Tuesday, November 01, 2005
We had a great Halloween yesterday. Emma, who was a bumblebee, wouldn't say trick or treat but offered a very convincing "buzzzzz" to everyone she encountered. She got TONS of candy, none of which I want her to eat. Last night she got ahold of a Tootsie Roll. I put her in her chair and sliced the Tootsie Roll into a bunch of little pieces, thinking it would take her awhile to eat it. Nope! In one swoop, she grabbed up every single piece and shoved them all into her mouth at once. So much for that.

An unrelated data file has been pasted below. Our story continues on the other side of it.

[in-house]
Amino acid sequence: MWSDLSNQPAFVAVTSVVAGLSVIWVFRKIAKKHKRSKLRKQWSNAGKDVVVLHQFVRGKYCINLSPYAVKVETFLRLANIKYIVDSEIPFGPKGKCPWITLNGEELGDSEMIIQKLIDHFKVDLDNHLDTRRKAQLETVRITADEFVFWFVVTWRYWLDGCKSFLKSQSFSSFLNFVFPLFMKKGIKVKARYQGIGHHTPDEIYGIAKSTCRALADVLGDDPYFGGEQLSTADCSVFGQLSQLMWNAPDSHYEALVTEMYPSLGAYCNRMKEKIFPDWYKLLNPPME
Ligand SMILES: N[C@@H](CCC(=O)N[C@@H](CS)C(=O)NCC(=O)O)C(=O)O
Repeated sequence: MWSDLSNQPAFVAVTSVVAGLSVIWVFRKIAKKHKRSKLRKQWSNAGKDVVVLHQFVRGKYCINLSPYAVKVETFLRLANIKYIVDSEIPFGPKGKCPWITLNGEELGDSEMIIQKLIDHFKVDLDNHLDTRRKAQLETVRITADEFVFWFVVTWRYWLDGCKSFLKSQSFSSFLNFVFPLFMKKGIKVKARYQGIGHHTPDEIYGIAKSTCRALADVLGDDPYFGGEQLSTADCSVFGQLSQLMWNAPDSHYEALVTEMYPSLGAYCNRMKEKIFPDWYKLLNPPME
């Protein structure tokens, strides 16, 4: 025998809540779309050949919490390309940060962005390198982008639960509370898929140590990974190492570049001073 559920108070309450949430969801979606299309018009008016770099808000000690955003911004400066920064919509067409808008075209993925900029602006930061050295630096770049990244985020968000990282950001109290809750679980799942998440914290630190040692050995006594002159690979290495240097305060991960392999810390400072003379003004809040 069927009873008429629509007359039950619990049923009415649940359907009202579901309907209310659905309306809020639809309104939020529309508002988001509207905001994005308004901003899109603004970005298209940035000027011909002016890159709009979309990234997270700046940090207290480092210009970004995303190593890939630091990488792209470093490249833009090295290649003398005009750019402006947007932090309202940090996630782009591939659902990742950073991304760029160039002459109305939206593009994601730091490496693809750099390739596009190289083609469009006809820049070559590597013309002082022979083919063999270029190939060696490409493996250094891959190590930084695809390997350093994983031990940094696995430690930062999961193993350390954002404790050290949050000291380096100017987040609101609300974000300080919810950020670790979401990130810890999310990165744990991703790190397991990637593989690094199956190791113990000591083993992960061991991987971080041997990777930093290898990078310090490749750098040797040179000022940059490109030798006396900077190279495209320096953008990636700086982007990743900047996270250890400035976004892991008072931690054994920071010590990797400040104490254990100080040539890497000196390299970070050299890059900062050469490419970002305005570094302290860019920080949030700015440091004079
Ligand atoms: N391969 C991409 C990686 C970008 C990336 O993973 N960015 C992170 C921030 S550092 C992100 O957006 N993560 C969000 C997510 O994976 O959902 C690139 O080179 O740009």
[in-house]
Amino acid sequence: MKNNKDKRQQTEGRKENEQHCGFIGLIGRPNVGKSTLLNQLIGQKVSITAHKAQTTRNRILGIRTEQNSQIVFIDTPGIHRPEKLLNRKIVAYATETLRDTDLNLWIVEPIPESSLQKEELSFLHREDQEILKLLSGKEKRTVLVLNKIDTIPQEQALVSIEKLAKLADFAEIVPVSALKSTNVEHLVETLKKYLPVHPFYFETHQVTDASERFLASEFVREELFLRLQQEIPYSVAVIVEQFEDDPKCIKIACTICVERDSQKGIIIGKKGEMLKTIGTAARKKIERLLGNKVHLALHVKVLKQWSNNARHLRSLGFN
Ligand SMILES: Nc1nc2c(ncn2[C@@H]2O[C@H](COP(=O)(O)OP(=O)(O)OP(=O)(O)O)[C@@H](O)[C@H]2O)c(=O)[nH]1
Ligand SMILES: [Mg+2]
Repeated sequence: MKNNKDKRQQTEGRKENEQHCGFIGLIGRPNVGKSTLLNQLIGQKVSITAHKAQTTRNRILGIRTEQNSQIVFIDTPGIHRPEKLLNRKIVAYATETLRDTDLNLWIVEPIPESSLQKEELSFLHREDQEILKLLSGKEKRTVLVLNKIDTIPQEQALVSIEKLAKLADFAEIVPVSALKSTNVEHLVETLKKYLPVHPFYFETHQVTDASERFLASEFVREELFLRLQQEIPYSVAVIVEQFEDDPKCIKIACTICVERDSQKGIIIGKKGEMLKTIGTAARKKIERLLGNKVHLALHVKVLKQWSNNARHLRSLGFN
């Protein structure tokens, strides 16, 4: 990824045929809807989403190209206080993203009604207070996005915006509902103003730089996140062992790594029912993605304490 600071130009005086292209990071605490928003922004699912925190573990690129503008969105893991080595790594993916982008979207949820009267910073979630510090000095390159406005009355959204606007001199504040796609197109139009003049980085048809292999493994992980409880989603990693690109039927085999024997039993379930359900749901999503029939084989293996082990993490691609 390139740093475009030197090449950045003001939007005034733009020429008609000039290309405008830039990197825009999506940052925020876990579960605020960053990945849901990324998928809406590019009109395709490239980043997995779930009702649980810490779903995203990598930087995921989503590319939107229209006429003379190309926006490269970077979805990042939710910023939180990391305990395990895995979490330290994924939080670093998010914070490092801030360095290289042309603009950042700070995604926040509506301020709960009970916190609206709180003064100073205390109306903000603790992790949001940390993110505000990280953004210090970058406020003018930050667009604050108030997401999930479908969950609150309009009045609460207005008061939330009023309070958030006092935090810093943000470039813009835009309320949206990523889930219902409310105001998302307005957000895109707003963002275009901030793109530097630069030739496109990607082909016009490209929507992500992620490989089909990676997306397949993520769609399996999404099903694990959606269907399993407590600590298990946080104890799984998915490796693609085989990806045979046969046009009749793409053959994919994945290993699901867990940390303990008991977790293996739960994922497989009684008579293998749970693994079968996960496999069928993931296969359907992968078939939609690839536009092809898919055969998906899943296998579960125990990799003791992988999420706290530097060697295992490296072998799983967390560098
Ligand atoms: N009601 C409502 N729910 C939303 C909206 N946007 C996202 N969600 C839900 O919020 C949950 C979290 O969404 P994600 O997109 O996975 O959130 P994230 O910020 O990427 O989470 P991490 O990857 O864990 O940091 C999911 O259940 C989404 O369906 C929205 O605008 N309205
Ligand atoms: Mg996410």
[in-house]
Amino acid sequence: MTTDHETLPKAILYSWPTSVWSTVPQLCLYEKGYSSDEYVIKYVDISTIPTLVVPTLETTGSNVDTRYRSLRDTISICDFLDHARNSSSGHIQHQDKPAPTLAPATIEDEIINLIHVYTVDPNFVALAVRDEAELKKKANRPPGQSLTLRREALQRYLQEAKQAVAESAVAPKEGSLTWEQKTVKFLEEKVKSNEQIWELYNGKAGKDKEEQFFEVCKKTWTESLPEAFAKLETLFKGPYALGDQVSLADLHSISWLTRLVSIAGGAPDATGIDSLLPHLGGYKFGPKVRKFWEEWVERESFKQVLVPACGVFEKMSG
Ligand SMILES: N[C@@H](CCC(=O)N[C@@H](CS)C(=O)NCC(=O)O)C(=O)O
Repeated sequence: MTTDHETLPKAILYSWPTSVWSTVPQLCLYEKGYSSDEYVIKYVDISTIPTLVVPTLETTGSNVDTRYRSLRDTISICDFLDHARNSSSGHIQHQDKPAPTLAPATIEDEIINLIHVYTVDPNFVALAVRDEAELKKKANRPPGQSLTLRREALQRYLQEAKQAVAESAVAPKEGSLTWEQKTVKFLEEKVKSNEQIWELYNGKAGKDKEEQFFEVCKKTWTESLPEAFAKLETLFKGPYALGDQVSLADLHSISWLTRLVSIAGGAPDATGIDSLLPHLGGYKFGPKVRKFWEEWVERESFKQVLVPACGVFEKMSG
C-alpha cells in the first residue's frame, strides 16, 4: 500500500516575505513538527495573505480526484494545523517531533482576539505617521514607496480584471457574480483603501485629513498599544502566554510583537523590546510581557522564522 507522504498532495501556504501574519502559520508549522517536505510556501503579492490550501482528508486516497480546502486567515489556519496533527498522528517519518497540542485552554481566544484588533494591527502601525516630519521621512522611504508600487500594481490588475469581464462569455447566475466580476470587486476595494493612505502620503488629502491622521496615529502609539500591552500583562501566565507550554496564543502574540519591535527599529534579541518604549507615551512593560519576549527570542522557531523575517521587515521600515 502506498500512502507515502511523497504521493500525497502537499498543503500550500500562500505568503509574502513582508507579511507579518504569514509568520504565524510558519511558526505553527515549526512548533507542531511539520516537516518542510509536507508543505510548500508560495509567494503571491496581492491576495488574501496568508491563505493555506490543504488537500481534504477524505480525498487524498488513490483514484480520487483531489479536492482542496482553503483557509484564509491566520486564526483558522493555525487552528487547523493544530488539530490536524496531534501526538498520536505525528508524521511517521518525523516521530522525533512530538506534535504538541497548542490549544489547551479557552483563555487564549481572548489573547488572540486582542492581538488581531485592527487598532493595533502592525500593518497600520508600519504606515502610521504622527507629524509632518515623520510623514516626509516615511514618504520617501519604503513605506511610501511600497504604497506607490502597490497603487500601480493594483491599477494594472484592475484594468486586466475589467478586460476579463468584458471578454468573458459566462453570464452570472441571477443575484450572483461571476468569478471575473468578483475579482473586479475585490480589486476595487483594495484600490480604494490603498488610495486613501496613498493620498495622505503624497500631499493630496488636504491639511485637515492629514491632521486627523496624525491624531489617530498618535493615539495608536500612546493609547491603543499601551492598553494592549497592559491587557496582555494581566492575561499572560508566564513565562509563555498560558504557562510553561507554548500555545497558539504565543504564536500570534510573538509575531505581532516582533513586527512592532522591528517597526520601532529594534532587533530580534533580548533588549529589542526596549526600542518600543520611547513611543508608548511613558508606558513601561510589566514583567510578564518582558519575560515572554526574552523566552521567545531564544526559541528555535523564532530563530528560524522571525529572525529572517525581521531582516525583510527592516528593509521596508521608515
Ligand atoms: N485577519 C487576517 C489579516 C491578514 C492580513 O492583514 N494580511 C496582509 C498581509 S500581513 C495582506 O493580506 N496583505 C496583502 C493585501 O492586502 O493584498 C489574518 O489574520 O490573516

I recently joined Parents as Teachers and today was our first visit. I was somewhat apprehensive about joining in the past because I was worried the educator might push sleeping in a crib, drinking cow's milk, getting vaccinations, etc. It turns out the lady was really nice and wasn't like that at all. At one point we were talking about nutrition and I mentioned that Ems was still nursing. She asked how long I planned to let her nurse and I said "as long as she needs to" and she just said okay. Then later she asked if Emma ever gets to play with other kids. I told her we belong to a group with lots of other moms and kids, a group that usually has several playdates each week. She asked about the group, then about attachment parenting. I tried my best to explain it, then I got my Attachment Parenting Book off the shelf to show her. She paged through it with interest, then asked me what the book said about getting your children out of the family bed when the time comes. I said that the book doesn't really say anything specific about that; you're just supposed to do what works best for your own family while respecting everyone in involved. She then said that some families have a hard time moving their children into their own rooms and asked what we plan to do about that problem. I had to think for a minute, and then I said something like, "Well, I don't consider a child wanting to be with it's mother a problem. We're planning on getting Emma a bed of her own when we're expecting again, but she'll always be welcome in our bed. Maybe it's hard for some families because they have more rigid rules about the child staying in his or her own bed. Telling a child who could very easily get lonely or scared in the middle of the night that he or she isn't welcome in bed with the parents would be very difficult for the child, I think. I don't ever want Emma to feel like I'm not available to her." She nodded like she thought I was making sense, but I wonder if she was mentally writing me off as some sort of nut job. Either way, I think Emma had fun playing with her so we're looking forward to her next visit in six weeks.